Background you can feel free to skip: Black Rock Forest is one of the first hikes I discovered when I moved to the Hudson Valley, and it remains one of my favorites. There’s no huge, steep climb here, just a gentle, constant ascent past picturesque creeks and reservoirs on your way to one of the best money spots in the area.
You’ll probably see another hiker or two as you stroll around Black Rock Forest, but for all the awesome trails and sights here, it seems like these woods are never crowded. The last two times I’ve been up at the overlook on warm, sunny weekend afternoons, we didn’t see another soul. Maybe we just lucked out, but we seem to luck out here just about every visit.
Somehow, Black Rock had fallen down my list of favorite hikes in recent years, perhaps because Storm King Mountain right up the street offers larger views, directly over the Hudson. Now that I’ve been back to Black Rock a couple of times recently, I’ve remembered everything I love about this place, and it’s firmly back at the top of the list, where it belongs.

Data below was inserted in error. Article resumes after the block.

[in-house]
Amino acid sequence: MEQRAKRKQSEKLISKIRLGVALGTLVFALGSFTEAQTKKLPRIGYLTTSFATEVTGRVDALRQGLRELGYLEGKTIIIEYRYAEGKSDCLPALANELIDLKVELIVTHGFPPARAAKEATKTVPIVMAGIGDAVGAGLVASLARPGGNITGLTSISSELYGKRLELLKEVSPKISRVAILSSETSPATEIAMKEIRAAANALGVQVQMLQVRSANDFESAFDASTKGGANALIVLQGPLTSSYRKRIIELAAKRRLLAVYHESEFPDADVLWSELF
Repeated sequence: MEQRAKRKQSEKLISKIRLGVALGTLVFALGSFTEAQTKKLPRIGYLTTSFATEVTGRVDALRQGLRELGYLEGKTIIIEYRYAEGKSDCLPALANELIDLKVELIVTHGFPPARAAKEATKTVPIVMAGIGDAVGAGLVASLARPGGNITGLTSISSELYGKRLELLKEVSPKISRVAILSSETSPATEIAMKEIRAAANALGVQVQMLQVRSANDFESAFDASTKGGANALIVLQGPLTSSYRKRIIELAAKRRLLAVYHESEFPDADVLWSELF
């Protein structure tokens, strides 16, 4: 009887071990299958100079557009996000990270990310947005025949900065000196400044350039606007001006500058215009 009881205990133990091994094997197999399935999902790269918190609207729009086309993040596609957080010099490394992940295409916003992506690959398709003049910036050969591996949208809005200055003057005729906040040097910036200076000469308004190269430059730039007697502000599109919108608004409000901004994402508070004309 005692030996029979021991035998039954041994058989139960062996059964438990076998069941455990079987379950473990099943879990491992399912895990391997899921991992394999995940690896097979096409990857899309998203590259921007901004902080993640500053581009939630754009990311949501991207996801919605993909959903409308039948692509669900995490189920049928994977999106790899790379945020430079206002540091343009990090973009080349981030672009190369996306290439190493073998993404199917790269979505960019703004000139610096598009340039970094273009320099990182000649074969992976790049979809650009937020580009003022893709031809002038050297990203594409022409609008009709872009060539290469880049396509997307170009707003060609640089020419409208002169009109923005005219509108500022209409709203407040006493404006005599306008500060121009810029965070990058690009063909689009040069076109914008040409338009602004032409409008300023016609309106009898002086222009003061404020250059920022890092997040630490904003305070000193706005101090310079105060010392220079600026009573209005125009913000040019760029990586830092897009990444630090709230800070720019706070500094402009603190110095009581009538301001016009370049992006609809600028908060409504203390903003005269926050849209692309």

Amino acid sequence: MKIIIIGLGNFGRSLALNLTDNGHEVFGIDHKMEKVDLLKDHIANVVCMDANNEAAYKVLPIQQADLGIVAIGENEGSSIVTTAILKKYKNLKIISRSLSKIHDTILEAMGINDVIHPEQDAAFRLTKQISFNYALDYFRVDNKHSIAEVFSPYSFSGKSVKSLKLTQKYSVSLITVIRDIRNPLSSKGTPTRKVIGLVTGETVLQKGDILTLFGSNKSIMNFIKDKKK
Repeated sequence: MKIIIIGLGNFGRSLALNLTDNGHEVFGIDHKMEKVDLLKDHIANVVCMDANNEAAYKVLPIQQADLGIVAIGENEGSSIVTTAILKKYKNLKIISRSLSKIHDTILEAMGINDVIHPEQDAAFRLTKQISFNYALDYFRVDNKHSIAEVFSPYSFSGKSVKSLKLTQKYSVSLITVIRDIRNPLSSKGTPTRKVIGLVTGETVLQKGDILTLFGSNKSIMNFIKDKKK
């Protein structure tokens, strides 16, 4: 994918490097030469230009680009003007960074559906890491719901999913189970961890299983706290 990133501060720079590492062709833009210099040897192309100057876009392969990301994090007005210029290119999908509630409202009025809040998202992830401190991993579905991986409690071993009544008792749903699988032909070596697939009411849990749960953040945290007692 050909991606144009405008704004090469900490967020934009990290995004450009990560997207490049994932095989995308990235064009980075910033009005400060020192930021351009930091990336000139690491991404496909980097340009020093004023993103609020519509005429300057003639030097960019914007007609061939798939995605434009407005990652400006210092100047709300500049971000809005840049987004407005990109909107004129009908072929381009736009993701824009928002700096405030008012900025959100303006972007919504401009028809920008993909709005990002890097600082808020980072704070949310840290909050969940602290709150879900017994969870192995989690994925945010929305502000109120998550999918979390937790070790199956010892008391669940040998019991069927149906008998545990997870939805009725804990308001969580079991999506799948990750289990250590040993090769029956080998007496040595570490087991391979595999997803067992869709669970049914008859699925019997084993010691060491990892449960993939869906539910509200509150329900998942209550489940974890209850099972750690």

The loop trail I’ll describe below takes you on many different trails, so if this is your first visit to Black Rock, please take your time and read the trail guide below very carefully. NOTE TO SKIMMERS: I just asked you to please read the trail guide below very carefully. There are lots of turns in it.If you like the hike I’ve outlined below, there are many more trails to explore here, and many more overlooks. You can plot more hikes using the nice, official Black Rock trail map (which might not be as nice as the one you can buy from the New York-New Jersey Trail Conference, but it’s free, so that’s pretty awesome.) You’ll also find some links to other quality online trail guides in the related resources section at the bottom of this write-up.
So next time the weather’s nice and you have a free afternoon, give Black Rock Forest a whirl and see if it doesn’t instantly become one of your favorites, too. All the excitement might just wear you out.
**UPDATE August 2018** Special thanks to Matt Brady, Forest Manager at Black Rock Forest, for reaching out to me with some updates for the trail guide below. He also provided this background on the forest: